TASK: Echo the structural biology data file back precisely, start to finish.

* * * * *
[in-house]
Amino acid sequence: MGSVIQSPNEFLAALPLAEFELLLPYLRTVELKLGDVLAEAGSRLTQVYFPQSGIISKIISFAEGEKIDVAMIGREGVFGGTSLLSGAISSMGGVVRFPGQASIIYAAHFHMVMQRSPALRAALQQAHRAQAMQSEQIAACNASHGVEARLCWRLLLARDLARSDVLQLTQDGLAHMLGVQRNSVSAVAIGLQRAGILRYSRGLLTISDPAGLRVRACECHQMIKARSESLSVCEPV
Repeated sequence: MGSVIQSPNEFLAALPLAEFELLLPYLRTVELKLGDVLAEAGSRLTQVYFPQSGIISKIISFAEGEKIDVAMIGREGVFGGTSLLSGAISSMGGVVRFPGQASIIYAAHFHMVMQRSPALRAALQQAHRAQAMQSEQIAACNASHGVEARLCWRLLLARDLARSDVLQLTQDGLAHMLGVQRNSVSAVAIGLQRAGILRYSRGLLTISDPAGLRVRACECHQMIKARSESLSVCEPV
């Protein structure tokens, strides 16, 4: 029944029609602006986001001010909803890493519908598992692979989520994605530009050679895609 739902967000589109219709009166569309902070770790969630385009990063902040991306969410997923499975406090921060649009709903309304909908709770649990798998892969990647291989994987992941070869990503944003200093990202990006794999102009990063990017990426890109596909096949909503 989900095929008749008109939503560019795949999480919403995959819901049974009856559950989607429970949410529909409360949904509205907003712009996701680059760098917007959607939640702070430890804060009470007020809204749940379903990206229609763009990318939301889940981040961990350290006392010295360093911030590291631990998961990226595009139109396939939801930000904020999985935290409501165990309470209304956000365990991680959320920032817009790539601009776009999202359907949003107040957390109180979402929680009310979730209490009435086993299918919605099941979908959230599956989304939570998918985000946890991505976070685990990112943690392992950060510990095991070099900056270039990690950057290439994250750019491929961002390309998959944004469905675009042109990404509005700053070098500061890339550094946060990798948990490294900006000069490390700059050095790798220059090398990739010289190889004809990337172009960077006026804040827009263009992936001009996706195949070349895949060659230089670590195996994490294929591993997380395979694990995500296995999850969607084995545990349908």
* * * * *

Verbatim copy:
[in-house]
Amino acid sequence: MGSVIQSPNEFLAALPLAEFELLLPYLRTVELKLGDVLAEAGSRLTQVYFPQSGIISKIISFAEGEKIDVAMIGREGVFGGTSLLSGAISSMGGVVRFPGQASIIYAAHFHMVMQRSPALRAALQQAHRAQAMQSEQIAACNASHGVEARLCWRLLLARDLARSDVLQLTQDGLAHMLGVQRNSVSAVAIGLQRAGILRYSRGLLTISDPAGLRVRACECHQMIKARSESLSVCEPV
Repeated sequence: MGSVIQSPNEFLAALPLAEFELLLPYLRTVELKLGDVLAEAGSRLTQVYFPQSGIISKIISFAEGEKIDVAMIGREGVFGGTSLLSGAISSMGGVVRFPGQASIIYAAHFHMVMQRSPALRAALQQAHRAQAMQSEQIAACNASHGVEARLCWRLLLARDLARSDVLQLTQDGLAHMLGVQRNSVSAVAIGLQRAGILRYSRGLLTISDPAGLRVRACECHQMIKARSESLSVCEPV
């Protein structure tokens, strides 16, 4: 029944029609602006986001001010909803890493519908598992692979989520994605530009050679895609 739902967000589109219709009166569309902070770790969630385009990063902040991306969410997923499975406090921060649009709903309304909908709770649990798998892969990647291989994987992941070869990503944003200093990202990006794999102009990063990017990426890109596909096949909503 989900095929008749008109939503560019795949999480919403995959819901049974009856559950989607429970949410529909409360949904509205907003712009996701680059760098917007959607939640702070430890804060009470007020809204749940379903990206229609763009990318939301889940981040961990350290006392010295360093911030590291631990998961990226595009139109396939939801930000904020999985935290409501165990309470209304956000365990991680959320920032817009790539601009776009999202359907949003107040957390109180979402929680009310979730209490009435086993299918919605099941979908959230599956989304939570998918985000946890991505976070685990990112943690392992950060510990095991070099900056270039990690950057290439994250750019491929961002390309998959944004469905675009042109990404509005700053070098500061890339550094946060990798948990490294900006000069490390700059050095790798220059090398990739010289190889004809990337172009960077006026804040827009263009992936001009996706195949070349895949060659230089670590195996994490294929591993997380395979694990995500296995999850969607084995545990349908």